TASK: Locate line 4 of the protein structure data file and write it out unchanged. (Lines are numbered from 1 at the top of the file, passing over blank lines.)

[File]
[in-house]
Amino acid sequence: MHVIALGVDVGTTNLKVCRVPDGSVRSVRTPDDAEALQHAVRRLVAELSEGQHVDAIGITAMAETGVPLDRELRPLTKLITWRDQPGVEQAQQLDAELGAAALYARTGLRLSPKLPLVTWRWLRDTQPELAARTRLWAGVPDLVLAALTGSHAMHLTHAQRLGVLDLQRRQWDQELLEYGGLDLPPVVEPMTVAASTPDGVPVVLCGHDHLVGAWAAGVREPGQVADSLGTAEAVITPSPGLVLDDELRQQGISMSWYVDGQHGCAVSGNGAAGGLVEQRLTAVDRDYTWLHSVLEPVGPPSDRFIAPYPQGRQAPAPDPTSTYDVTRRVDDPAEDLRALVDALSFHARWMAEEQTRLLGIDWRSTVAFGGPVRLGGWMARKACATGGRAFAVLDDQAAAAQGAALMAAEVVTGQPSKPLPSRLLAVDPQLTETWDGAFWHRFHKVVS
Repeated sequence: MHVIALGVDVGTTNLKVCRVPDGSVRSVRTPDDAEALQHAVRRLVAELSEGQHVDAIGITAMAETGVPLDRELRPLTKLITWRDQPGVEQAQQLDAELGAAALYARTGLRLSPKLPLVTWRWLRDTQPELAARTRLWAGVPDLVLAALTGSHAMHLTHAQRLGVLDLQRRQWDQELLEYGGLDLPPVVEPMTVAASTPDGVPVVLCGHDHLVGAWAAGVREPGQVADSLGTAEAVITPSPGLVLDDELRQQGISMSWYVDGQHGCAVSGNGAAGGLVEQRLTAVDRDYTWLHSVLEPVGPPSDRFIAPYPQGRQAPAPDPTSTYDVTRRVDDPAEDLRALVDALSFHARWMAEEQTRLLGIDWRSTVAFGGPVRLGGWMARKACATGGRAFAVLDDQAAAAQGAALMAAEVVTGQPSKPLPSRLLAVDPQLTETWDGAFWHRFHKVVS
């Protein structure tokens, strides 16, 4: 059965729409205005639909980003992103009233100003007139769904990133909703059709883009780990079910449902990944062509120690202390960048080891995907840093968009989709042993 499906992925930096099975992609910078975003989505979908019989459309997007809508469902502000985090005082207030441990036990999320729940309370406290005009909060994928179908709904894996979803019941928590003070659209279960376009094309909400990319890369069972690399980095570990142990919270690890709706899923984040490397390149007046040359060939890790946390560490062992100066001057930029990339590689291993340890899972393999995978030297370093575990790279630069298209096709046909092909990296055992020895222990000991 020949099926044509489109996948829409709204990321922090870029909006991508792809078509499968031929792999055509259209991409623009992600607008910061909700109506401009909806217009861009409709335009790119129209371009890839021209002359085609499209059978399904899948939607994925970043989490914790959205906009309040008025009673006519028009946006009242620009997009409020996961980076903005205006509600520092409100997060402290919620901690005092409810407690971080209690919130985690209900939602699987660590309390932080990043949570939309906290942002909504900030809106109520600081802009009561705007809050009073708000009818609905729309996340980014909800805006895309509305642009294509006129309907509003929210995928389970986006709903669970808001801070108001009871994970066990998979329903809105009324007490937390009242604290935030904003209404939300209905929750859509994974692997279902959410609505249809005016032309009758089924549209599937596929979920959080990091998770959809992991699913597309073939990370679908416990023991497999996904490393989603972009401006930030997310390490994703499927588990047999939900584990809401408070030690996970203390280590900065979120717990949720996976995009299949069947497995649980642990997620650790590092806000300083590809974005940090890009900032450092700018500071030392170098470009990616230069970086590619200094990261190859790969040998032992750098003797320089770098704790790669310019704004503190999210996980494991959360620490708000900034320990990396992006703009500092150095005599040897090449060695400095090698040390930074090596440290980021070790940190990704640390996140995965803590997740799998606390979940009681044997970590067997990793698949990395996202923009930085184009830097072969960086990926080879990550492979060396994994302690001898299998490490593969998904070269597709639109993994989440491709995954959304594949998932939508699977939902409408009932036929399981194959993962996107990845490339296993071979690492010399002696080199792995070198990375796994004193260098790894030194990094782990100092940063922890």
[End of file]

């Protein structure tokens, strides 16, 4: 059965729409205005639909980003992103009233100003007139769904990133909703059709883009780990079910449902990944062509120690202390960048080891995907840093968009989709042993 499906992925930096099975992609910078975003989505979908019989459309997007809508469902502000985090005082207030441990036990999320729940309370406290005009909060994928179908709904894996979803019941928590003070659209279960376009094309909400990319890369069972690399980095570990142990919270690890709706899923984040490397390149007046040359060939890790946390560490062992100066001057930029990339590689291993340890899972393999995978030297370093575990790279630069298209096709046909092909990296055992020895222990000991 020949099926044509489109996948829409709204990321922090870029909006991508792809078509499968031929792999055509259209991409623009992600607008910061909700109506401009909806217009861009409709335009790119129209371009890839021209002359085609499209059978399904899948939607994925970043989490914790959205906009309040008025009673006519028009946006009242620009997009409020996961980076903005205006509600520092409100997060402290919620901690005092409810407690971080209690919130985690209900939602699987660590309390932080990043949570939309906290942002909504900030809106109520600081802009009561705007809050009073708000009818609905729309996340980014909800805006895309509305642009294509006129309907509003929210995928389970986006709903669970808001801070108001009871994970066990998979329903809105009324007490937390009242604290935030904003209404939300209905929750859509994974692997279902959410609505249809005016032309009758089924549209599937596929979920959080990091998770959809992991699913597309073939990370679908416990023991497999996904490393989603972009401006930030997310390490994703499927588990047999939900584990809401408070030690996970203390280590900065979120717990949720996976995009299949069947497995649980642990997620650790590092806000300083590809974005940090890009900032450092700018500071030392170098470009990616230069970086590619200094990261190859790969040998032992750098003797320089770098704790790669310019704004503190999210996980494991959360620490708000900034320990990396992006703009500092150095005599040897090449060695400095090698040390930074090596440290980021070790940190990704640390996140995965803590997740799998606390979940009681044997970590067997990793698949990395996202923009930085184009830097072969960086990926080879990550492979060396994994302690001898299998490490593969998904070269597709639109993994989440491709995954959304594949998932939508699977939902409408009932036929399981194959993962996107990845490339296993071979690492010399002696080199792995070198990375796994004193260098790894030194990094782990100092940063922890």